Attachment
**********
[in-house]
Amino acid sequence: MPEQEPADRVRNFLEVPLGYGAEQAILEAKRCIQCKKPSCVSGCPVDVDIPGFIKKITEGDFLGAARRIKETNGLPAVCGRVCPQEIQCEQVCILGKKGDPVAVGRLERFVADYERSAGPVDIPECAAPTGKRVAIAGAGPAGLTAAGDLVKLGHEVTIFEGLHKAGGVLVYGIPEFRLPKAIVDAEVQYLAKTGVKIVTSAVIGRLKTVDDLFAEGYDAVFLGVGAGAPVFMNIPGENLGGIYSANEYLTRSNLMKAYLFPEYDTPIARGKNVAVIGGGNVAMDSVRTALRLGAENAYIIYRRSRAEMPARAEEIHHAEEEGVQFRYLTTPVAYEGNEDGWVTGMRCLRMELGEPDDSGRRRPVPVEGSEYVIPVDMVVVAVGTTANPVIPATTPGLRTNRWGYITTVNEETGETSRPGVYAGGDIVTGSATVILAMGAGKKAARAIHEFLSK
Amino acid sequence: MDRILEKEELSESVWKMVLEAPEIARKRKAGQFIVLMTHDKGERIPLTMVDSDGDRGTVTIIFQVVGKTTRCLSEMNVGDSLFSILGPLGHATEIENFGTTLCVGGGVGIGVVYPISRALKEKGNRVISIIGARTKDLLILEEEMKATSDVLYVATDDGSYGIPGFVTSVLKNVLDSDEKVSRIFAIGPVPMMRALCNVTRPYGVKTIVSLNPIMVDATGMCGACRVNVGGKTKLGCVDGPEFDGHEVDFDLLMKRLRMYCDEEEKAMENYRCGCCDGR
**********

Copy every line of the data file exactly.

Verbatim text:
[in-house]
Amino acid sequence: MPEQEPADRVRNFLEVPLGYGAEQAILEAKRCIQCKKPSCVSGCPVDVDIPGFIKKITEGDFLGAARRIKETNGLPAVCGRVCPQEIQCEQVCILGKKGDPVAVGRLERFVADYERSAGPVDIPECAAPTGKRVAIAGAGPAGLTAAGDLVKLGHEVTIFEGLHKAGGVLVYGIPEFRLPKAIVDAEVQYLAKTGVKIVTSAVIGRLKTVDDLFAEGYDAVFLGVGAGAPVFMNIPGENLGGIYSANEYLTRSNLMKAYLFPEYDTPIARGKNVAVIGGGNVAMDSVRTALRLGAENAYIIYRRSRAEMPARAEEIHHAEEEGVQFRYLTTPVAYEGNEDGWVTGMRCLRMELGEPDDSGRRRPVPVEGSEYVIPVDMVVVAVGTTANPVIPATTPGLRTNRWGYITTVNEETGETSRPGVYAGGDIVTGSATVILAMGAGKKAARAIHEFLSK
Amino acid sequence: MDRILEKEELSESVWKMVLEAPEIARKRKAGQFIVLMTHDKGERIPLTMVDSDGDRGTVTIIFQVVGKTTRCLSEMNVGDSLFSILGPLGHATEIENFGTTLCVGGGVGIGVVYPISRALKEKGNRVISIIGARTKDLLILEEEMKATSDVLYVATDDGSYGIPGFVTSVLKNVLDSDEKVSRIFAIGPVPMMRALCNVTRPYGVKTIVSLNPIMVDATGMCGACRVNVGGKTKLGCVDGPEFDGHEVDFDLLMKRLRMYCDEEEKAMENYRCGCCDGR